When should you redeem points for hotel stays?

When should you redeem points for hotel stays?

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Previously I wrote about how to decide whether to pay cash or redeem miles for flights, and in this post I wanted to take a look at how to decide whether to pay cash or redeem points for hotel stays.

I often see people on the fence about whether to pay cash or redeem points for hotel stays, especially as hotel loyalty programs move closer to being revenue-based. While the math is sometimes straightforward, other times it is not. So let’s discuss some of the things you should consider.

Redeeming points versus paying cash for a hotel stay

Admittedly, in some cases the decision to pay cash or redeem points for a hotel stay is obvious.

Of course, you should redeem 30,000 World of Hyatt points for a night at the Alila Ventana Big Sur, if your stay would otherwise cost $2,000+ per night. Other times, the calculation is not so simple. For example, should you redeem 80,000 Hilton Honors points for a night at the Waldorf Astoria Bangkok, if the rate is $400 per night?

Let’s go over some of the things you should consider when trying to decide.

How much does a hotel stay cost in total?

The first thing you should consider is the total amount a hotel stay will cost you if you pay in cash. This may sound obvious, but there are a few things to consider:

  • Look at taxes, fees and service charges, as these are usually charged if you pay in cash, but not if you redeem points; some places have taxes and service charges approaching 30%, so in those situations it can greatly change the equation
  • Consider any resort fees or destination fees charged by hotels; some hotel loyalty programs (including Hilton Honors and World of Hyatt) do not charge these when you redeem points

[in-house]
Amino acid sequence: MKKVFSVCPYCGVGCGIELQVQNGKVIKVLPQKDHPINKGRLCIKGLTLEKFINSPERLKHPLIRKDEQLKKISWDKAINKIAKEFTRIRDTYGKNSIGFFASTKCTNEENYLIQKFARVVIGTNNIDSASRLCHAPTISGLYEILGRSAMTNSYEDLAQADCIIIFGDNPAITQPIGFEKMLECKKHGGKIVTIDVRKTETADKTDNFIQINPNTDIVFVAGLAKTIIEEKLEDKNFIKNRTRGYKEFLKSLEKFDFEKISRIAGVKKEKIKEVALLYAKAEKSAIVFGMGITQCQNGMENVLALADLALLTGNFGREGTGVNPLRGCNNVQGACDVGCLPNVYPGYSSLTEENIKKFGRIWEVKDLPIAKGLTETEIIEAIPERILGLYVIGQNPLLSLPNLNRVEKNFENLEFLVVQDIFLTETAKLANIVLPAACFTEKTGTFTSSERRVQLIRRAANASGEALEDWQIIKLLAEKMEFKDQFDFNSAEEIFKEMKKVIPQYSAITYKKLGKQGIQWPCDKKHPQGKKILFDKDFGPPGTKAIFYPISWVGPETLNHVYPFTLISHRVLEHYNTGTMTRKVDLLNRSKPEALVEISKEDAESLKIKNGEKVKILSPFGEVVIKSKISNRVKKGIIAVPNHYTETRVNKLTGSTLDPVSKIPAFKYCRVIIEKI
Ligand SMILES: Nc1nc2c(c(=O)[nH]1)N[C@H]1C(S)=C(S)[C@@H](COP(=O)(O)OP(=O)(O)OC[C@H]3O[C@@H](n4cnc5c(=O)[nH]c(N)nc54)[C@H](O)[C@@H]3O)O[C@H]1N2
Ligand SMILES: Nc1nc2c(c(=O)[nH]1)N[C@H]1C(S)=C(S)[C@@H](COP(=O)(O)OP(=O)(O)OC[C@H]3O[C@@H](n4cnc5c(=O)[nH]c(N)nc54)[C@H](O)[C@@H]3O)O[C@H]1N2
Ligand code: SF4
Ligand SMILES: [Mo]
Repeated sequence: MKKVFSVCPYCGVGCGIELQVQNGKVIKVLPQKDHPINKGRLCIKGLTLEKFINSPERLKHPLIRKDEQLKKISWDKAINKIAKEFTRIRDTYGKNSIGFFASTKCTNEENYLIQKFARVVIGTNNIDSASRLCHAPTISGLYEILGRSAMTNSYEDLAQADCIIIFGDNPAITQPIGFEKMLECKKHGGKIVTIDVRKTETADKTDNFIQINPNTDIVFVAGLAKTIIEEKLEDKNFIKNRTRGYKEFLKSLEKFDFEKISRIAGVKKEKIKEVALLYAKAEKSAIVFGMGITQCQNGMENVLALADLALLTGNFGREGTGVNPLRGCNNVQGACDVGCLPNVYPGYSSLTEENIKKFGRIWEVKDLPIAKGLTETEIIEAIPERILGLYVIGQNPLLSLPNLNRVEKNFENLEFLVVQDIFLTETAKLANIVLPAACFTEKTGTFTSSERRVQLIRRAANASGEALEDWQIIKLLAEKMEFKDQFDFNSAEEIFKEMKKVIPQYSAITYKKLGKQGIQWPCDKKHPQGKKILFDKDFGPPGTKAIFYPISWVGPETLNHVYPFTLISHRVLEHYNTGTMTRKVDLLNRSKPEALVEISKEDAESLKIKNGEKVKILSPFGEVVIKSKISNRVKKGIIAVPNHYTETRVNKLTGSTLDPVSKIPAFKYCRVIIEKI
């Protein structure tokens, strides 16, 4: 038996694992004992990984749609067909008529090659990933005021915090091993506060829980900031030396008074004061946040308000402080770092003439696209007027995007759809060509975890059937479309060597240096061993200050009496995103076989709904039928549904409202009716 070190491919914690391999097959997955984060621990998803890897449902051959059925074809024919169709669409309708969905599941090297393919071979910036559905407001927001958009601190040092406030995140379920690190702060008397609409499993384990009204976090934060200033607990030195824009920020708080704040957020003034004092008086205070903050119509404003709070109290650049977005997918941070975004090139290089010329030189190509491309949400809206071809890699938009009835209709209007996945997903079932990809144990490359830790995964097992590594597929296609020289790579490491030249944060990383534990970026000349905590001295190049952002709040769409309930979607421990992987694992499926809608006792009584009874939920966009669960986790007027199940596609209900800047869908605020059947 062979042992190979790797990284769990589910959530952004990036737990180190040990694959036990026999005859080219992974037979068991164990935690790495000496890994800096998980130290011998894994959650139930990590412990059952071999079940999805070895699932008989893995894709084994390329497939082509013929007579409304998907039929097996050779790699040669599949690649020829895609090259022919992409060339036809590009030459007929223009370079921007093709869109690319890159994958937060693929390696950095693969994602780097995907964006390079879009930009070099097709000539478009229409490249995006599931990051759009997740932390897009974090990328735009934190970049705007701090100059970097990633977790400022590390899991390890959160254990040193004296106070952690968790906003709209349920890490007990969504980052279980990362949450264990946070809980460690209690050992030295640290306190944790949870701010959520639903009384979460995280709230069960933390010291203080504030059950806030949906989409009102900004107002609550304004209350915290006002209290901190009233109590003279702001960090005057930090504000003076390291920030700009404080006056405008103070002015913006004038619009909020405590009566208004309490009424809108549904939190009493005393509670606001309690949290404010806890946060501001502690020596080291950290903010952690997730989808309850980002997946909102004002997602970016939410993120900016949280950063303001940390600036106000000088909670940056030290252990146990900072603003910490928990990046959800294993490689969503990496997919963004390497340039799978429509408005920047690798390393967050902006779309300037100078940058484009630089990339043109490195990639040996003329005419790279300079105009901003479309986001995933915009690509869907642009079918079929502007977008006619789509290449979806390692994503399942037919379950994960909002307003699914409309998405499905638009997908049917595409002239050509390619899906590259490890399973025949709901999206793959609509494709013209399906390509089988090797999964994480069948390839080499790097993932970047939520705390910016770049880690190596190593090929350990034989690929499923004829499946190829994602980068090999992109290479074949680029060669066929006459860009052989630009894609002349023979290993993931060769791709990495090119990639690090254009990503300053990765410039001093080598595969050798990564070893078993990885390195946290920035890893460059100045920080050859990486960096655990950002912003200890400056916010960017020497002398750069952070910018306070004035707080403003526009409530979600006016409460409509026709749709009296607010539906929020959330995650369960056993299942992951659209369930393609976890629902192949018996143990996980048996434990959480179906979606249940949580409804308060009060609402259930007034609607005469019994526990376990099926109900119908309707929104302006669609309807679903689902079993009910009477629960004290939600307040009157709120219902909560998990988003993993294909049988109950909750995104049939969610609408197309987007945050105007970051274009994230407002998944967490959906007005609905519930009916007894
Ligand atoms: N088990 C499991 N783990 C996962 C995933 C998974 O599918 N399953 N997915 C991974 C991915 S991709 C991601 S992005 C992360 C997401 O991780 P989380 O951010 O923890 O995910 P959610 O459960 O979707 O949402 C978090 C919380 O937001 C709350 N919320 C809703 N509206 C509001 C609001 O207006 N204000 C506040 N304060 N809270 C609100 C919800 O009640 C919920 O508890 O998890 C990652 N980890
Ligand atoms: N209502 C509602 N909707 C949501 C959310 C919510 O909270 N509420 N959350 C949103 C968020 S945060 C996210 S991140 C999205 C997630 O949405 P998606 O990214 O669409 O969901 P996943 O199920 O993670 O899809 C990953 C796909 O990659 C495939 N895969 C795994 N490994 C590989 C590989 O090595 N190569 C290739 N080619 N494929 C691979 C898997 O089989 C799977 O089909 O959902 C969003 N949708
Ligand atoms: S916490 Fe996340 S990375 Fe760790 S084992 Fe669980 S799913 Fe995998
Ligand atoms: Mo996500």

For example, say you want to book the Ritz-Carlton Cancun (let’s save the Ted Cruz jokes) for one night and it costs 59,000 Bonvoy points.

Ritz-Carlton Cancun redemption fee

The cash price is $451, so you “only” get ~0.77 cents of value per point.

Ritz-Carlton Cancun cash cost

However, if you look at the total cost, you will see that after taxes and service charges, the stay will cost $589 if you pay in cash. You now get ~1.0 cents of value per point, which is much better.

Ritz-Carlton Cancun cash cost

How much do you value points?

I’ve shared my valuations of the main hotel points currencies. I certainly don’t claim that my valuations are correct, but I think everyone should consider how much they value points based on their own situation.

If your answer is “I’ve earned points for next to nothing, and that’s what I appreciate, too,” that’s fine. At a minimum, I know it’s helpful for people to at least hear someone’s valuation as a starting point for how to decide whether to pay cash or redeem points.

How many points do you lose if you redeem?

Calculating how much value you’ll get from your points with a hotel stay isn’t just as simple as dividing the revenue cost and the point cost. When redeeming points, you also need to consider the points you lose by redeeming points instead of paying with cash.

For example, as a Marriott Bonvoy Titanium member with Marriott Bonvoy Brilliant™ American Express® Briefly (review), I earn 23.5x Bonvoy points per dollar spent with Marriott: